What Does a Marriage Culture Look Like? (Review: Helen Alvaré, “Restoring Culture from Confusion”)

Since the decision of the Supreme Court in Obergefell v. Hodges effectively legalized civil marriage between two people of the same sex in all 50 states, many opponents of same-sex marriage have been wondering what to do. Is there anything to do? The law has clearly come down on one side, and it’s not the side of the Catholic Church or even many secular organizations. It now falls to advocates for opposite-sex marriage to try to change hearts the way same-sex marriage supporters successfully changed laws.

Religious arguments won’t sway everyone, though, so it’s useful to have a historical, philosophical, or social vantage point to rely on. That’s part of how I found the Love and Fidelity Network. I’ve been keeping tabs on their work for several years now, since I worked in campus ministry. College campuses are customarily places for exposure to new ideas and inherently places where young people make decisions that will affect the rest of their lives. They’re an excellent place to spread the message of marriage, family, and sexual integrity.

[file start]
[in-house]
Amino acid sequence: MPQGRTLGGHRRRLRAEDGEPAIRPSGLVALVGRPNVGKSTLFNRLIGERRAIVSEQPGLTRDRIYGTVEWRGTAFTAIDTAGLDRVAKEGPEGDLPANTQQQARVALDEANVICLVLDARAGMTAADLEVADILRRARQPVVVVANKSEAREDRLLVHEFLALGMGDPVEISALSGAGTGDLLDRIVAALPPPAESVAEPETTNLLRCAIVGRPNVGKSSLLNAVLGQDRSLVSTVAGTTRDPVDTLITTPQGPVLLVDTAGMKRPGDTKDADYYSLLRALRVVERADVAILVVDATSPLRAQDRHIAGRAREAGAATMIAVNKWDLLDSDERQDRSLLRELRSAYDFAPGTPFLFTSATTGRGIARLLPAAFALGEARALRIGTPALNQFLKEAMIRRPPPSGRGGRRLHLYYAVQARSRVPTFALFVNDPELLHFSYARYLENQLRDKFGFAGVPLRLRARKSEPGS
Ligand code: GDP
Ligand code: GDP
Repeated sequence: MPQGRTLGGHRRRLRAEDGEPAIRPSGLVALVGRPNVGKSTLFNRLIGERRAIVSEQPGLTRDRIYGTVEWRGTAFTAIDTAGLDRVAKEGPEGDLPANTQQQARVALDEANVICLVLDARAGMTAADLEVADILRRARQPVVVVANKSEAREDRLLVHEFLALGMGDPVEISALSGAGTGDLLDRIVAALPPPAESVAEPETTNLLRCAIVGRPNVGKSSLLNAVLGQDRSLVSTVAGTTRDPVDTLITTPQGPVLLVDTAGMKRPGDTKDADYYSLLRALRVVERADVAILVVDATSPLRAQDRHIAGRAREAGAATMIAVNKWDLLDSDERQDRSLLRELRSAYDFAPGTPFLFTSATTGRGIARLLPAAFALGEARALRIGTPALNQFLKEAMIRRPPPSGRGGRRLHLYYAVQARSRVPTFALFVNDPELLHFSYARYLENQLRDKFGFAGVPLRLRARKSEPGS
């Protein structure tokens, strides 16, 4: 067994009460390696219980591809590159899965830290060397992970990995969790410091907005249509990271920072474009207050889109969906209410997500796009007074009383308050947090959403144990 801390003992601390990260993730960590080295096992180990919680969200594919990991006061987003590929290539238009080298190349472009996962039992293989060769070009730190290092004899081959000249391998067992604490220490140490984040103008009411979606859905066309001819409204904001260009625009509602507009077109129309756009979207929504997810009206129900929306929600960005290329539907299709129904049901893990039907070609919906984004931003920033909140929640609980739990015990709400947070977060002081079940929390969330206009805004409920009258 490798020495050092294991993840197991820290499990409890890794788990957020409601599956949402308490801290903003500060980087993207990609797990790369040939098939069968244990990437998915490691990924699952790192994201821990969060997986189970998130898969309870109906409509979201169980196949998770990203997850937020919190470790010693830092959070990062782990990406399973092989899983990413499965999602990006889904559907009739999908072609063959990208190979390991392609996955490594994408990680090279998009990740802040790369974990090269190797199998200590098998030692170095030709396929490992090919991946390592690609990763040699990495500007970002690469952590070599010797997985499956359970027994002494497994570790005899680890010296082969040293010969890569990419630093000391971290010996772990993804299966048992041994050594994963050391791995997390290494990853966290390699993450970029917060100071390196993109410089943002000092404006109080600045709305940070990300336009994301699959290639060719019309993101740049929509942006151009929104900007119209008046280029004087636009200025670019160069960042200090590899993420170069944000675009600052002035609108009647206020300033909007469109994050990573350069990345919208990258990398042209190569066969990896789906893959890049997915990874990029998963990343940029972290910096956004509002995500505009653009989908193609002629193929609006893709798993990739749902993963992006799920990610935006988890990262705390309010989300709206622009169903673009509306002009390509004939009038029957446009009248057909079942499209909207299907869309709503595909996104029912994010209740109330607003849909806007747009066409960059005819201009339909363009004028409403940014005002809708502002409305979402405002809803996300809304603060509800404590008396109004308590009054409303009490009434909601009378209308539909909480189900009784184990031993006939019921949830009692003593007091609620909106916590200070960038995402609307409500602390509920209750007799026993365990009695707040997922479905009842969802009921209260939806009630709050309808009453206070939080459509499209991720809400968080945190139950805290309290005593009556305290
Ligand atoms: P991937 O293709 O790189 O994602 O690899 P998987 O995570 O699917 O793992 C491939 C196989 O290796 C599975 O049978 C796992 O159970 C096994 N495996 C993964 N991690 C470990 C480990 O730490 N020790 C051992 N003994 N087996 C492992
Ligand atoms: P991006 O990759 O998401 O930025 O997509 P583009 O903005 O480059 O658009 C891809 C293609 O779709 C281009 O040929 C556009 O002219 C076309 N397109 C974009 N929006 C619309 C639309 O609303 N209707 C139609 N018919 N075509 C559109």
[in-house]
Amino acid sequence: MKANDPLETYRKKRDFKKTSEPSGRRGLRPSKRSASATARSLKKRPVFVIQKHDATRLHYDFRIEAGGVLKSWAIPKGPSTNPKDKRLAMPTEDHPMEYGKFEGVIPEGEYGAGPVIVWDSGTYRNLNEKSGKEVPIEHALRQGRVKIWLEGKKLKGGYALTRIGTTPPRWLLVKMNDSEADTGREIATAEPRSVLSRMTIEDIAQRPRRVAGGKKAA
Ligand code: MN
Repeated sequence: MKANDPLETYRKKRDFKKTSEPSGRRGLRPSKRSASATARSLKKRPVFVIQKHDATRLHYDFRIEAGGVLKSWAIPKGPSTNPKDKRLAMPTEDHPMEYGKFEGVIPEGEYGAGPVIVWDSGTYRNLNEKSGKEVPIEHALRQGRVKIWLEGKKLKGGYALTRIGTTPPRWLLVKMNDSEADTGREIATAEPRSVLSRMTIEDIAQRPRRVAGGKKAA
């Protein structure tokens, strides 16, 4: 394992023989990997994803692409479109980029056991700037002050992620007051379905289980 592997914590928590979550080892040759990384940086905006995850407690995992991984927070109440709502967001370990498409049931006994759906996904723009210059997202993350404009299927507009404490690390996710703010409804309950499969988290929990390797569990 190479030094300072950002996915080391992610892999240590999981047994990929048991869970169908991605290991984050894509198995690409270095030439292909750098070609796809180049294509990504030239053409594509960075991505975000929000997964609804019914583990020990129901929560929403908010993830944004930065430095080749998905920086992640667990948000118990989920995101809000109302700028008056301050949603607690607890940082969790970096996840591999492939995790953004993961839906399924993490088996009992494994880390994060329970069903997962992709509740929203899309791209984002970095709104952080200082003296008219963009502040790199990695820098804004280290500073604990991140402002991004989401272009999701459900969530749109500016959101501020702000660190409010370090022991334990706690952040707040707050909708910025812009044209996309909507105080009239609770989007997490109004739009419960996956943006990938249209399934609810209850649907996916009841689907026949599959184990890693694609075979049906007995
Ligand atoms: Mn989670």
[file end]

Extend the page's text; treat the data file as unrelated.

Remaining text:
“Sexual integrity” is the rallying cry of the Love & Fidelity Network. There is a perception that we can do whatever we want with our sex lives, especially while we’re young, without those chose having any effect on our future. From the POV of sexual integrity, however, our sexual choices really do affect our futures. Each year, the Love & Fidelity Network sponsors a conference for student leaders called “Sexuality, Integrity, and the University.” Last fall, Helen Alvaré, J.D., Professor of Law at George Mason University and a graduate of Cornell Unversity and the Catholic University of America, gave a delightful presentation about what a marriage culture would look like. It’s an intriguing picture. Watch the video below…or read my summary for a briefer version of her vision.

Read my commentary at ATX Catholic.


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This post sparks a zillion thoughts in my mind, but I won’t bore your readers with them – writing them out would probably be longer than your blog post. We should get a group together for a discussion sometime.

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